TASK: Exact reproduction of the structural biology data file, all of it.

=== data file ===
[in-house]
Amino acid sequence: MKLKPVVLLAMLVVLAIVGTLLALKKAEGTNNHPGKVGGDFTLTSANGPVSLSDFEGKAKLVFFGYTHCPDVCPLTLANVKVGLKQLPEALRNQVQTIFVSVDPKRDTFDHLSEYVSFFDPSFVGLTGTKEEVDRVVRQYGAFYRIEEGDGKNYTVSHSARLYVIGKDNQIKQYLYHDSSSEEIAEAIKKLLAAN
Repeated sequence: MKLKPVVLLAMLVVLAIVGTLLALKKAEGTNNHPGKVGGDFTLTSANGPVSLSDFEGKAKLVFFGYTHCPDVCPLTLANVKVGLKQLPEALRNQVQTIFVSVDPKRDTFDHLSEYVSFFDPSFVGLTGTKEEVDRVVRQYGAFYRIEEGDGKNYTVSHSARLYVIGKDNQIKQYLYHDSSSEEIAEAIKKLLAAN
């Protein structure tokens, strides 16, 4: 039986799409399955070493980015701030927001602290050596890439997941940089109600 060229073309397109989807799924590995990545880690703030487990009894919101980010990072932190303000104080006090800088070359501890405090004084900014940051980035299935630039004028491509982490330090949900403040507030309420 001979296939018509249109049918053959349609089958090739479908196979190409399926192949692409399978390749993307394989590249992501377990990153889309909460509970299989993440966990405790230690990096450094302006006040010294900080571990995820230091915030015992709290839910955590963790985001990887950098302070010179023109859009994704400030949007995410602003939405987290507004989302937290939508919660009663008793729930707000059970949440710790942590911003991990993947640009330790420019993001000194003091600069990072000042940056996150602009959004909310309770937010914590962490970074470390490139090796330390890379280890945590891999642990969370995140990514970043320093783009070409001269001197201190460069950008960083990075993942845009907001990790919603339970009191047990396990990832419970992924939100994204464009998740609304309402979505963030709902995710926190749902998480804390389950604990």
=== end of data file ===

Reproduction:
[in-house]
Amino acid sequence: MKLKPVVLLAMLVVLAIVGTLLALKKAEGTNNHPGKVGGDFTLTSANGPVSLSDFEGKAKLVFFGYTHCPDVCPLTLANVKVGLKQLPEALRNQVQTIFVSVDPKRDTFDHLSEYVSFFDPSFVGLTGTKEEVDRVVRQYGAFYRIEEGDGKNYTVSHSARLYVIGKDNQIKQYLYHDSSSEEIAEAIKKLLAAN
Repeated sequence: MKLKPVVLLAMLVVLAIVGTLLALKKAEGTNNHPGKVGGDFTLTSANGPVSLSDFEGKAKLVFFGYTHCPDVCPLTLANVKVGLKQLPEALRNQVQTIFVSVDPKRDTFDHLSEYVSFFDPSFVGLTGTKEEVDRVVRQYGAFYRIEEGDGKNYTVSHSARLYVIGKDNQIKQYLYHDSSSEEIAEAIKKLLAAN
């Protein structure tokens, strides 16, 4: 039986799409399955070493980015701030927001602290050596890439997941940089109600 060229073309397109989807799924590995990545880690703030487990009894919101980010990072932190303000104080006090800088070359501890405090004084900014940051980035299935630039004028491509982490330090949900403040507030309420 001979296939018509249109049918053959349609089958090739479908196979190409399926192949692409399978390749993307394989590249992501377990990153889309909460509970299989993440966990405790230690990096450094302006006040010294900080571990995820230091915030015992709290839910955590963790985001990887950098302070010179023109859009994704400030949007995410602003939405987290507004989302937290939508919660009663008793729930707000059970949440710790942590911003991990993947640009330790420019993001000194003091600069990072000042940056996150602009959004909310309770937010914590962490970074470390490139090796330390890379280890945590891999642990969370995140990514970043320093783009070409001269001197201190460069950008960083990075993942845009907001990790919603339970009191047990396990990832419970992924939100994204464009998740609304309402979505963030709902995710926190749902998480804390389950604990």